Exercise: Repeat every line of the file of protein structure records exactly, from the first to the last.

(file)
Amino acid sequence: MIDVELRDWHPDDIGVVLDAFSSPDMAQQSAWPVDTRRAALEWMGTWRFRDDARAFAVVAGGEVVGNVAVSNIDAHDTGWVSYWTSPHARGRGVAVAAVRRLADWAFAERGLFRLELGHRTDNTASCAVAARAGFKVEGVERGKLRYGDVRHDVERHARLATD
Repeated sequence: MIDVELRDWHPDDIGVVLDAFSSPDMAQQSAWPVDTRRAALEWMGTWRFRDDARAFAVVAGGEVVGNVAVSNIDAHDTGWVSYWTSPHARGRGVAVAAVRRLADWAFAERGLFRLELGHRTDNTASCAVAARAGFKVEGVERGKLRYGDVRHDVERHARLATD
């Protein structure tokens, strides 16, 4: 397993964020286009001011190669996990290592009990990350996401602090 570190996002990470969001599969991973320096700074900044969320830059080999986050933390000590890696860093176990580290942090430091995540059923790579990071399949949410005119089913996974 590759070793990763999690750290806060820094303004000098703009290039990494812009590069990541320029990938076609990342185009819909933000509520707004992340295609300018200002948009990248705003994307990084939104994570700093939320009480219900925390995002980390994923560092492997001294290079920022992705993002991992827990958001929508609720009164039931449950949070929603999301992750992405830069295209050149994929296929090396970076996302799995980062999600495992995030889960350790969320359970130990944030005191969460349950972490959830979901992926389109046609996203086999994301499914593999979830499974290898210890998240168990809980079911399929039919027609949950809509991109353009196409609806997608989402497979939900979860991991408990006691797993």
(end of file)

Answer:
Amino acid sequence: MIDVELRDWHPDDIGVVLDAFSSPDMAQQSAWPVDTRRAALEWMGTWRFRDDARAFAVVAGGEVVGNVAVSNIDAHDTGWVSYWTSPHARGRGVAVAAVRRLADWAFAERGLFRLELGHRTDNTASCAVAARAGFKVEGVERGKLRYGDVRHDVERHARLATD
Repeated sequence: MIDVELRDWHPDDIGVVLDAFSSPDMAQQSAWPVDTRRAALEWMGTWRFRDDARAFAVVAGGEVVGNVAVSNIDAHDTGWVSYWTSPHARGRGVAVAAVRRLADWAFAERGLFRLELGHRTDNTASCAVAARAGFKVEGVERGKLRYGDVRHDVERHARLATD
């Protein structure tokens, strides 16, 4: 397993964020286009001011190669996990290592009990990350996401602090 570190996002990470969001599969991973320096700074900044969320830059080999986050933390000590890696860093176990580290942090430091995540059923790579990071399949949410005119089913996974 590759070793990763999690750290806060820094303004000098703009290039990494812009590069990541320029990938076609990342185009819909933000509520707004992340295609300018200002948009990248705003994307990084939104994570700093939320009480219900925390995002980390994923560092492997001294290079920022992705993002991992827990958001929508609720009164039931449950949070929603999301992750992405830069295209050149994929296929090396970076996302799995980062999600495992995030889960350790969320359970130990944030005191969460349950972490959830979901992926389109046609996203086999994301499914593999979830499974290898210890998240168990809980079911399929039919027609949950809509991109353009196409609806997608989402497979939900979860991991408990006691797993």